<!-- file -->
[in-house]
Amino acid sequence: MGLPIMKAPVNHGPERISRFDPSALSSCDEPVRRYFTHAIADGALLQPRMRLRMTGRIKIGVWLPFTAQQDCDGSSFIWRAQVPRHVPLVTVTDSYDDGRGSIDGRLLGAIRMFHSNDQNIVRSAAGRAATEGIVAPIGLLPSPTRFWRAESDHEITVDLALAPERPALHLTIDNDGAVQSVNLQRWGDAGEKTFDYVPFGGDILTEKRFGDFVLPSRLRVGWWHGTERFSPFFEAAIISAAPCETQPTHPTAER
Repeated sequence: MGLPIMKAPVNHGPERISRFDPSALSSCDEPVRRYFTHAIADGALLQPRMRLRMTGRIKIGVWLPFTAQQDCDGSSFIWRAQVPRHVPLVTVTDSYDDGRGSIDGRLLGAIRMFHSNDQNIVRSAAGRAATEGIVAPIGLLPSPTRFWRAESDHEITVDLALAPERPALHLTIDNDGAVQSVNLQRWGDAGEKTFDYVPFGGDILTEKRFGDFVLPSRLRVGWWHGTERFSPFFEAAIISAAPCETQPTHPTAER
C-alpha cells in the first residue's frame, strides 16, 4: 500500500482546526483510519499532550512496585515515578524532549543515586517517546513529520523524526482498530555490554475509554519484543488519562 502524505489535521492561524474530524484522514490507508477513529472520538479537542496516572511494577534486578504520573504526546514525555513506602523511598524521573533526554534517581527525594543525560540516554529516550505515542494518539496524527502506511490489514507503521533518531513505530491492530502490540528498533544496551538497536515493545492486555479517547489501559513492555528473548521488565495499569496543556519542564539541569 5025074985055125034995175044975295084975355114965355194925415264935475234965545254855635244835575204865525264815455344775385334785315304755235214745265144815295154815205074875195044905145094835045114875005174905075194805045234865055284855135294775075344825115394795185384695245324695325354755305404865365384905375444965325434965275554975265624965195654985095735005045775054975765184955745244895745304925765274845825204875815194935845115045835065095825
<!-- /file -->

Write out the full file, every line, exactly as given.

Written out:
[in-house]
Amino acid sequence: MGLPIMKAPVNHGPERISRFDPSALSSCDEPVRRYFTHAIADGALLQPRMRLRMTGRIKIGVWLPFTAQQDCDGSSFIWRAQVPRHVPLVTVTDSYDDGRGSIDGRLLGAIRMFHSNDQNIVRSAAGRAATEGIVAPIGLLPSPTRFWRAESDHEITVDLALAPERPALHLTIDNDGAVQSVNLQRWGDAGEKTFDYVPFGGDILTEKRFGDFVLPSRLRVGWWHGTERFSPFFEAAIISAAPCETQPTHPTAER
Repeated sequence: MGLPIMKAPVNHGPERISRFDPSALSSCDEPVRRYFTHAIADGALLQPRMRLRMTGRIKIGVWLPFTAQQDCDGSSFIWRAQVPRHVPLVTVTDSYDDGRGSIDGRLLGAIRMFHSNDQNIVRSAAGRAATEGIVAPIGLLPSPTRFWRAESDHEITVDLALAPERPALHLTIDNDGAVQSVNLQRWGDAGEKTFDYVPFGGDILTEKRFGDFVLPSRLRVGWWHGTERFSPFFEAAIISAAPCETQPTHPTAER
C-alpha cells in the first residue's frame, strides 16, 4: 500500500482546526483510519499532550512496585515515578524532549543515586517517546513529520523524526482498530555490554475509554519484543488519562 502524505489535521492561524474530524484522514490507508477513529472520538479537542496516572511494577534486578504520573504526546514525555513506602523511598524521573533526554534517581527525594543525560540516554529516550505515542494518539496524527502506511490489514507503521533518531513505530491492530502490540528498533544496551538497536515493545492486555479517547489501559513492555528473548521488565495499569496543556519542564539541569 5025074985055125034995175044975295084975355114965355194925415264935475234965545254855635244835575204865525264815455344775385334785315304755235214745265144815295154815205074875195044905145094835045114875005174905075194805045234865055284855135294775075344825115394795185384695245324695325354755305404865365384905375444965325434965275554975265624965195654985095735005045775054975765184955745244895745304925765274845825204875815194935845115045835065095825